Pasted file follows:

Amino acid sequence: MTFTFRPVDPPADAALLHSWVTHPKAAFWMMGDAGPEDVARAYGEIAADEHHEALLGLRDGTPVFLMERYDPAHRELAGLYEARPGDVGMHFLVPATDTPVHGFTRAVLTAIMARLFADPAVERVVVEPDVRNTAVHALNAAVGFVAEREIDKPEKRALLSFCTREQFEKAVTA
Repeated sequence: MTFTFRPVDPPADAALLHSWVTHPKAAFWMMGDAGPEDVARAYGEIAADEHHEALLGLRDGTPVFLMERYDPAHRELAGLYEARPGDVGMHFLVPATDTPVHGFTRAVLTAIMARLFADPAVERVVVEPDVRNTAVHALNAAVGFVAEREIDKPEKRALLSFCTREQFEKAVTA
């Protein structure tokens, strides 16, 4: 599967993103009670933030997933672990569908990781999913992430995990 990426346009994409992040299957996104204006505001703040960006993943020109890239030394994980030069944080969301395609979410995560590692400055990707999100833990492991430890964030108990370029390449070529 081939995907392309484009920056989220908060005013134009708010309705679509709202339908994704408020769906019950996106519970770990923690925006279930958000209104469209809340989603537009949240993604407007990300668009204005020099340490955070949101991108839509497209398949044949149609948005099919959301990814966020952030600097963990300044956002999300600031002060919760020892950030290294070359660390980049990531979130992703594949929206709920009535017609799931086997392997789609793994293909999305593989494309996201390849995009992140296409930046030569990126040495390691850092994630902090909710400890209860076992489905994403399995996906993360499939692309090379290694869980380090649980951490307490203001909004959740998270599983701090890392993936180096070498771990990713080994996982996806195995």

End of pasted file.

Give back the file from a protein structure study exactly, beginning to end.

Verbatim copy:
Amino acid sequence: MTFTFRPVDPPADAALLHSWVTHPKAAFWMMGDAGPEDVARAYGEIAADEHHEALLGLRDGTPVFLMERYDPAHRELAGLYEARPGDVGMHFLVPATDTPVHGFTRAVLTAIMARLFADPAVERVVVEPDVRNTAVHALNAAVGFVAEREIDKPEKRALLSFCTREQFEKAVTA
Repeated sequence: MTFTFRPVDPPADAALLHSWVTHPKAAFWMMGDAGPEDVARAYGEIAADEHHEALLGLRDGTPVFLMERYDPAHRELAGLYEARPGDVGMHFLVPATDTPVHGFTRAVLTAIMARLFADPAVERVVVEPDVRNTAVHALNAAVGFVAEREIDKPEKRALLSFCTREQFEKAVTA
């Protein structure tokens, strides 16, 4: 599967993103009670933030997933672990569908990781999913992430995990 990426346009994409992040299957996104204006505001703040960006993943020109890239030394994980030069944080969301395609979410995560590692400055990707999100833990492991430890964030108990370029390449070529 081939995907392309484009920056989220908060005013134009708010309705679509709202339908994704408020769906019950996106519970770990923690925006279930958000209104469209809340989603537009949240993604407007990300668009204005020099340490955070949101991108839509497209398949044949149609948005099919959301990814966020952030600097963990300044956002999300600031002060919760020892950030290294070359660390980049990531979130992703594949929206709920009535017609799931086997392997789609793994293909999305593989494309996201390849995009992140296409930046030569990126040495390691850092994630902090909710400890209860076992489905994403399995996906993360499939692309090379290694869980380090649980951490307490203001909004959740998270599983701090890392993936180096070498771990990713080994996982996806195995």